The History of Gibson Guitars by the years – Part Four (1969 – 1994)

The History of Gibson Guitars by the years – Part Four (1969 – 1994)

Gibson history

The history of Gibson, simply put, is one of the great stories of American enterprise. From its humble beginnings more than a century ago, to its “golden age” in the ‘50s and ‘60s, to its phoenix-like return to glory in the late ‘80s, the company’s iconic reputation and inventive spirit have made it an American institution.

You can also check the previously parts of ‘The History of Gibson Guitars by the years’.

March 20, 1969 – ECL, an Ecuadorian company with interests in concrete and beer manufacturing, takes over Gibson and its parent company CMI. The new entity is named Norlin, a combination of the name of ECL’s Norton Stevens and CMI’s M.H. Berlin.

March 20, 1974 The Nashville plant opens and production is split between Nashville and Kalamazoo. In 1984, after 65 years as the home of Gibson, the plant at 225 Parsons St. in Kalamazoo is closed and headquarters are moved to Nashville.

1978-1982 – Norlin is falling fast, but the creative spark remains at Gibson. Gibson recognizes a growing demand for vintage guitars and introduces the first real reissues: The F-SL in 1978, the Les Paul Heritage 80 in 1980, Heritage Korinas in 1982 and the Earl Scruggs Granada-style banjo in 1984. Market demands for innovations are also met with the first B.B. King models in 1980 and the first Chet Atkins solid body acoustics in 1982.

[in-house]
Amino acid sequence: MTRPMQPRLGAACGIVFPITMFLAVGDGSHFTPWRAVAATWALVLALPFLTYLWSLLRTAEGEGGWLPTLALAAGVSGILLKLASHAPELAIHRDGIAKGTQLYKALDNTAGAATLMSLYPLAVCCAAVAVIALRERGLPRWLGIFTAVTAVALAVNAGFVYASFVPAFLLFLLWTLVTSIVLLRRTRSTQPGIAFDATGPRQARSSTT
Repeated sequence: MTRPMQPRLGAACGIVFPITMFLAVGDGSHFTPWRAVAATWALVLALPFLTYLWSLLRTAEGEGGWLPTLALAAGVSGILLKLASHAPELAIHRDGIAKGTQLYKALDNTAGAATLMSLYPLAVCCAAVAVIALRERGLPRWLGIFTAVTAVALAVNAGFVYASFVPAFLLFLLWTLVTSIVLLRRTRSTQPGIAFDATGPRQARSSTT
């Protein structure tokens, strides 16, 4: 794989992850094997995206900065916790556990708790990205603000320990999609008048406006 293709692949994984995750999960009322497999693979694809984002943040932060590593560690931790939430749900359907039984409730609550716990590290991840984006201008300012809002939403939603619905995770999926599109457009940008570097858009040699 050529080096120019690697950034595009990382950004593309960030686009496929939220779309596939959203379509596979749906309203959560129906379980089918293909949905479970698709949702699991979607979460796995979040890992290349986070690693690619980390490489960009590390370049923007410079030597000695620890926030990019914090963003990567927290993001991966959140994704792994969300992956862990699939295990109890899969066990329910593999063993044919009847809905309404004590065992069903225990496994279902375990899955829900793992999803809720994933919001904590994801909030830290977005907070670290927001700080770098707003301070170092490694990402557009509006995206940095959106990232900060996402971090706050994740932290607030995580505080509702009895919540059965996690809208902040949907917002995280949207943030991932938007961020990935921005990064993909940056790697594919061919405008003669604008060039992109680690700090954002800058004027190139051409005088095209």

January 1986 – In dire financial trouble, Gibson is rescued by current owners Henry Juszkiewicz and David Berryman. The Flatiron mandolin company of Bozeman, MT, is acquired in 1987 and a new plant in Bozeman is built for Gibson acoustics in 1989.

With renewed consumer confidence in the Gibson brand, Gibson Guitar Corp. begins a period of growth characterized by increasing sales and the acquisition of other instrument companies, including Steinberger and Tobias basses, Slingerland drums, Kramer guitars and OMI (the company that makes Dobro resonator guitars).

1993-1994 – Gibson demonstrates the combination of tradition and innovation that has been synonymous with the Gibson name since 1984. Growing interest in the vintage market prompts a detailed replica of the ’59 and ’60 flame top Les Paul. And as Gibson celebrates its Centennial, a new model, the Nighthawk, wins an award for Most Innovative Guitar at the January NAMM show for Music and Sound Retailer for designer J.T. Riboloff.

March 20, 1994 an award at NAMM.

1994 – Gibson Guitar Acquires Slingerland Drums and joins the stable of product lines under the well-known family of brands at Gibson guitar.

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